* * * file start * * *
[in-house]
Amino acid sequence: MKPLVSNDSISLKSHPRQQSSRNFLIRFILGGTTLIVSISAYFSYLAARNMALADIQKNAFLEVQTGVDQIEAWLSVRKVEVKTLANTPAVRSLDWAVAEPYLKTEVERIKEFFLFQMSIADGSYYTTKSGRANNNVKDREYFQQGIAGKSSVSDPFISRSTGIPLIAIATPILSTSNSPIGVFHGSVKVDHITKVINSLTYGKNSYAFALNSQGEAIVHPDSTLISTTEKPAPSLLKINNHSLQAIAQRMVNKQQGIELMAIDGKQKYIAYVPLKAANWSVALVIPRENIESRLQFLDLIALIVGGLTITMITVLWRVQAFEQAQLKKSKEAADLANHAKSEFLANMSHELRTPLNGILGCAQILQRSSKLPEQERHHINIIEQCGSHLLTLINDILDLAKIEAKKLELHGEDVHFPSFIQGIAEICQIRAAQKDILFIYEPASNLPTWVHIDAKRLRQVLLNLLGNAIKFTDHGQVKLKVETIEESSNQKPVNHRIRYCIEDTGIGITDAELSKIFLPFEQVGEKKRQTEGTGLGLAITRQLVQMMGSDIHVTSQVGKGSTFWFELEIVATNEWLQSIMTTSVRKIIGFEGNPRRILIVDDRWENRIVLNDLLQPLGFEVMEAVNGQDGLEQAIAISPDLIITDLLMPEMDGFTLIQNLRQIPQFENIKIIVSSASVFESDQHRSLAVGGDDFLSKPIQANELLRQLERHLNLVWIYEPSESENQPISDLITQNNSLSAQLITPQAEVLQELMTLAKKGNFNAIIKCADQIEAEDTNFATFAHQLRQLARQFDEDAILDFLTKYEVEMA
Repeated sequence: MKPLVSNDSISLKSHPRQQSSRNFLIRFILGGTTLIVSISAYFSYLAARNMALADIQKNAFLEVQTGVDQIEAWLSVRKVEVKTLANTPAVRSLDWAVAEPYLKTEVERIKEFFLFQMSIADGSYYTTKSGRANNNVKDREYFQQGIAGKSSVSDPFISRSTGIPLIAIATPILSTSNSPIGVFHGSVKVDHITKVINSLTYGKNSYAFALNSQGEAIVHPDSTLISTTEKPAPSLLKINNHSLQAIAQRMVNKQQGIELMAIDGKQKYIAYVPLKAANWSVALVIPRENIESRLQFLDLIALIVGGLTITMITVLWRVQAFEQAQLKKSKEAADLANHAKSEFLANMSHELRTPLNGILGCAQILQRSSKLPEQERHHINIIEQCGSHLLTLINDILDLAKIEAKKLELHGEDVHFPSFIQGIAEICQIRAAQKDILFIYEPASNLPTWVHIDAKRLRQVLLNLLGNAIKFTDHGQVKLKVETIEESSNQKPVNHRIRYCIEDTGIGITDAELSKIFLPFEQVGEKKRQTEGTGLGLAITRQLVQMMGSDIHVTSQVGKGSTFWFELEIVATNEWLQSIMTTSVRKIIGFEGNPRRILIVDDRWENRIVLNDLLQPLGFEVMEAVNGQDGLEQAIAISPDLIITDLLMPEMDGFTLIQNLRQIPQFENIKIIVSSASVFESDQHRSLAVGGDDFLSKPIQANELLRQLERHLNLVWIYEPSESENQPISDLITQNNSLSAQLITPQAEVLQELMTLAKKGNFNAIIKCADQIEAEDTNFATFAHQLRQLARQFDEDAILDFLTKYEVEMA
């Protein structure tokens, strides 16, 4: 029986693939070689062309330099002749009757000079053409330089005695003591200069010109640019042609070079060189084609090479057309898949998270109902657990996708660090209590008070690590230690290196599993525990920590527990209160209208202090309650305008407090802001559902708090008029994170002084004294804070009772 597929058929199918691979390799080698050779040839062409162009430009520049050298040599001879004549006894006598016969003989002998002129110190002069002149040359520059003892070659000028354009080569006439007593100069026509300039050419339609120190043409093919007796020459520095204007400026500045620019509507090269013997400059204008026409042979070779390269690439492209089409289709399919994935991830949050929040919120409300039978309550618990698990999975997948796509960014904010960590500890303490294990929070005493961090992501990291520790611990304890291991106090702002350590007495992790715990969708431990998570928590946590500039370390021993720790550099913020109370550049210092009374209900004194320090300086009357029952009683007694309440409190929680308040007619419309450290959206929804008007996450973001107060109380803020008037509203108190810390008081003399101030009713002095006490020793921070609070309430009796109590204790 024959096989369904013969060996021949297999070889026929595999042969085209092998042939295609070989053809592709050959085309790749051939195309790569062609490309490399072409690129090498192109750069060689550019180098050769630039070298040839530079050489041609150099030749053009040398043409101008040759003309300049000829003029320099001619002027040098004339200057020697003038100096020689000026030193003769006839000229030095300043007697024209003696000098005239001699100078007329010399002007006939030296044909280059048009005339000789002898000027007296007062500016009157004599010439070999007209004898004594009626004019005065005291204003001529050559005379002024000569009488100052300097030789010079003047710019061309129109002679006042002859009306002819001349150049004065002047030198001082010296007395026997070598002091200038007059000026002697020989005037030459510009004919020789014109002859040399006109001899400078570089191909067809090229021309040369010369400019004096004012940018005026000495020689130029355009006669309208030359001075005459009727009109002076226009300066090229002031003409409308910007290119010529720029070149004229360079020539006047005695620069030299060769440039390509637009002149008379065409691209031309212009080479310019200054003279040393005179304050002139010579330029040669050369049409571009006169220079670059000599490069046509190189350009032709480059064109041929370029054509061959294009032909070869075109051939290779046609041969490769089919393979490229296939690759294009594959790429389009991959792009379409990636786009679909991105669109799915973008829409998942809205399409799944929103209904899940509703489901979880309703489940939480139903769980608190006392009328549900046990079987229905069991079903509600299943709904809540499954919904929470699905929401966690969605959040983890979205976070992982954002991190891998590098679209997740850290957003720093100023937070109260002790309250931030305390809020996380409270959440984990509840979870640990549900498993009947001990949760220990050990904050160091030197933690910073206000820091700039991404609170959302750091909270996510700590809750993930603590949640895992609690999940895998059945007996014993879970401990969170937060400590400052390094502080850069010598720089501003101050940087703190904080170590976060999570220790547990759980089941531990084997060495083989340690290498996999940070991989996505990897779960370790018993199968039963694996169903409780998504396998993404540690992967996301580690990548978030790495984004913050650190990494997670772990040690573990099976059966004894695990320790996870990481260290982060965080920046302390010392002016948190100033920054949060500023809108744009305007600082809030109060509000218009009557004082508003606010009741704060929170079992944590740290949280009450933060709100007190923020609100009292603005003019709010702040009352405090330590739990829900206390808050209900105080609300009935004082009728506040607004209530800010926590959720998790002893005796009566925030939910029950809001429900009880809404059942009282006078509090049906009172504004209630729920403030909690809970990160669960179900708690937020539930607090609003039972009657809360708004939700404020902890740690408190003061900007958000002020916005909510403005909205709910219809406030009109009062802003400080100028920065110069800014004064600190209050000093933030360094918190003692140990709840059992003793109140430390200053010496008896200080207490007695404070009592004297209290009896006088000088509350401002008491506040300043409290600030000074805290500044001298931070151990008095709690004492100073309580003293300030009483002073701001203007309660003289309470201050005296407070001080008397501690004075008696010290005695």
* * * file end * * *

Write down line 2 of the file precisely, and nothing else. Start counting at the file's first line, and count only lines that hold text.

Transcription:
Amino acid sequence: MKPLVSNDSISLKSHPRQQSSRNFLIRFILGGTTLIVSISAYFSYLAARNMALADIQKNAFLEVQTGVDQIEAWLSVRKVEVKTLANTPAVRSLDWAVAEPYLKTEVERIKEFFLFQMSIADGSYYTTKSGRANNNVKDREYFQQGIAGKSSVSDPFISRSTGIPLIAIATPILSTSNSPIGVFHGSVKVDHITKVINSLTYGKNSYAFALNSQGEAIVHPDSTLISTTEKPAPSLLKINNHSLQAIAQRMVNKQQGIELMAIDGKQKYIAYVPLKAANWSVALVIPRENIESRLQFLDLIALIVGGLTITMITVLWRVQAFEQAQLKKSKEAADLANHAKSEFLANMSHELRTPLNGILGCAQILQRSSKLPEQERHHINIIEQCGSHLLTLINDILDLAKIEAKKLELHGEDVHFPSFIQGIAEICQIRAAQKDILFIYEPASNLPTWVHIDAKRLRQVLLNLLGNAIKFTDHGQVKLKVETIEESSNQKPVNHRIRYCIEDTGIGITDAELSKIFLPFEQVGEKKRQTEGTGLGLAITRQLVQMMGSDIHVTSQVGKGSTFWFELEIVATNEWLQSIMTTSVRKIIGFEGNPRRILIVDDRWENRIVLNDLLQPLGFEVMEAVNGQDGLEQAIAISPDLIITDLLMPEMDGFTLIQNLRQIPQFENIKIIVSSASVFESDQHRSLAVGGDDFLSKPIQANELLRQLERHLNLVWIYEPSESENQPISDLITQNNSLSAQLITPQAEVLQELMTLAKKGNFNAIIKCADQIEAEDTNFATFAHQLRQLARQFDEDAILDFLTKYEVEMA